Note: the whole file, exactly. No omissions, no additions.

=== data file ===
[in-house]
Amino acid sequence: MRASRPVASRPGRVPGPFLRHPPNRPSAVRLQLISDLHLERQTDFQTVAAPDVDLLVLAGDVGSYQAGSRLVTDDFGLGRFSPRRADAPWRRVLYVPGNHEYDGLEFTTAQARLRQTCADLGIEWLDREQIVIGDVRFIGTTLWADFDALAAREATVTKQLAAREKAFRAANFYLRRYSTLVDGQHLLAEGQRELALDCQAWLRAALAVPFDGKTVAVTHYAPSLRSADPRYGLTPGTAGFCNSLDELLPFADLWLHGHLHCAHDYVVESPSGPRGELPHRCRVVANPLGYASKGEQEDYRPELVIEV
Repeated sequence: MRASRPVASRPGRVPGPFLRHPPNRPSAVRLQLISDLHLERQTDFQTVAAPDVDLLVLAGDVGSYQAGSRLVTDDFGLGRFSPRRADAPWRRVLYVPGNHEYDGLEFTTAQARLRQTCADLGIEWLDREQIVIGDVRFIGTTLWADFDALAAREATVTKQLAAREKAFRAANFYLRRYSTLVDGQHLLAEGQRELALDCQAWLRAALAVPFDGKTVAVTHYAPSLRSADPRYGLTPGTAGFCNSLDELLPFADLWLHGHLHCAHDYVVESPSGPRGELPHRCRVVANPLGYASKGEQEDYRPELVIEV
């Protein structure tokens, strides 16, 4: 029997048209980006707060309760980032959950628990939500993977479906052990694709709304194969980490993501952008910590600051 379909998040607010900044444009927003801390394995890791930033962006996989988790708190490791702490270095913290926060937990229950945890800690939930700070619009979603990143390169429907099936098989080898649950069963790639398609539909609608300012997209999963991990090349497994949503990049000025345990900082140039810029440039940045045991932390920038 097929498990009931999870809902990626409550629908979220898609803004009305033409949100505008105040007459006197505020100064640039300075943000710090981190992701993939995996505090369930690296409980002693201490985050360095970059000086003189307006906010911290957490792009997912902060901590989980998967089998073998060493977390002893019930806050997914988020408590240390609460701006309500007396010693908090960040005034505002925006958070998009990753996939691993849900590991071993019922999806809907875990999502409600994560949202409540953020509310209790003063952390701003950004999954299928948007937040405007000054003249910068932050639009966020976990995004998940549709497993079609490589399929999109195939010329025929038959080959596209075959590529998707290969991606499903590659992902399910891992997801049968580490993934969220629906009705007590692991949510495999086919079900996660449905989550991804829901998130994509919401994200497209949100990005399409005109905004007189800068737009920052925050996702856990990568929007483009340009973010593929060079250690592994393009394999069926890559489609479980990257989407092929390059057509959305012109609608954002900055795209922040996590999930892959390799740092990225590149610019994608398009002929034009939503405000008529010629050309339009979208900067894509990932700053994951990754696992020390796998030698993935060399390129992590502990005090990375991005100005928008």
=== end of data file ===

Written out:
[in-house]
Amino acid sequence: MRASRPVASRPGRVPGPFLRHPPNRPSAVRLQLISDLHLERQTDFQTVAAPDVDLLVLAGDVGSYQAGSRLVTDDFGLGRFSPRRADAPWRRVLYVPGNHEYDGLEFTTAQARLRQTCADLGIEWLDREQIVIGDVRFIGTTLWADFDALAAREATVTKQLAAREKAFRAANFYLRRYSTLVDGQHLLAEGQRELALDCQAWLRAALAVPFDGKTVAVTHYAPSLRSADPRYGLTPGTAGFCNSLDELLPFADLWLHGHLHCAHDYVVESPSGPRGELPHRCRVVANPLGYASKGEQEDYRPELVIEV
Repeated sequence: MRASRPVASRPGRVPGPFLRHPPNRPSAVRLQLISDLHLERQTDFQTVAAPDVDLLVLAGDVGSYQAGSRLVTDDFGLGRFSPRRADAPWRRVLYVPGNHEYDGLEFTTAQARLRQTCADLGIEWLDREQIVIGDVRFIGTTLWADFDALAAREATVTKQLAAREKAFRAANFYLRRYSTLVDGQHLLAEGQRELALDCQAWLRAALAVPFDGKTVAVTHYAPSLRSADPRYGLTPGTAGFCNSLDELLPFADLWLHGHLHCAHDYVVESPSGPRGELPHRCRVVANPLGYASKGEQEDYRPELVIEV
């Protein structure tokens, strides 16, 4: 029997048209980006707060309760980032959950628990939500993977479906052990694709709304194969980490993501952008910590600051 379909998040607010900044444009927003801390394995890791930033962006996989988790708190490791702490270095913290926060937990229950945890800690939930700070619009979603990143390169429907099936098989080898649950069963790639398609539909609608300012997209999963991990090349497994949503990049000025345990900082140039810029440039940045045991932390920038 097929498990009931999870809902990626409550629908979220898609803004009305033409949100505008105040007459006197505020100064640039300075943000710090981190992701993939995996505090369930690296409980002693201490985050360095970059000086003189307006906010911290957490792009997912902060901590989980998967089998073998060493977390002893019930806050997914988020408590240390609460701006309500007396010693908090960040005034505002925006958070998009990753996939691993849900590991071993019922999806809907875990999502409600994560949202409540953020509310209790003063952390701003950004999954299928948007937040405007000054003249910068932050639009966020976990995004998940549709497993079609490589399929999109195939010329025929038959080959596209075959590529998707290969991606499903590659992902399910891992997801049968580490993934969220629906009705007590692991949510495999086919079900996660449905989550991804829901998130994509919401994200497209949100990005399409005109905004007189800068737009920052925050996702856990990568929007483009340009973010593929060079250690592994393009394999069926890559489609479980990257989407092929390059057509959305012109609608954002900055795209922040996590999930892959390799740092990225590149610019994608398009002929034009939503405000008529010629050309339009979208900067894509990932700053994951990754696992020390796998030698993935060399390129992590502990005090990375991005100005928008």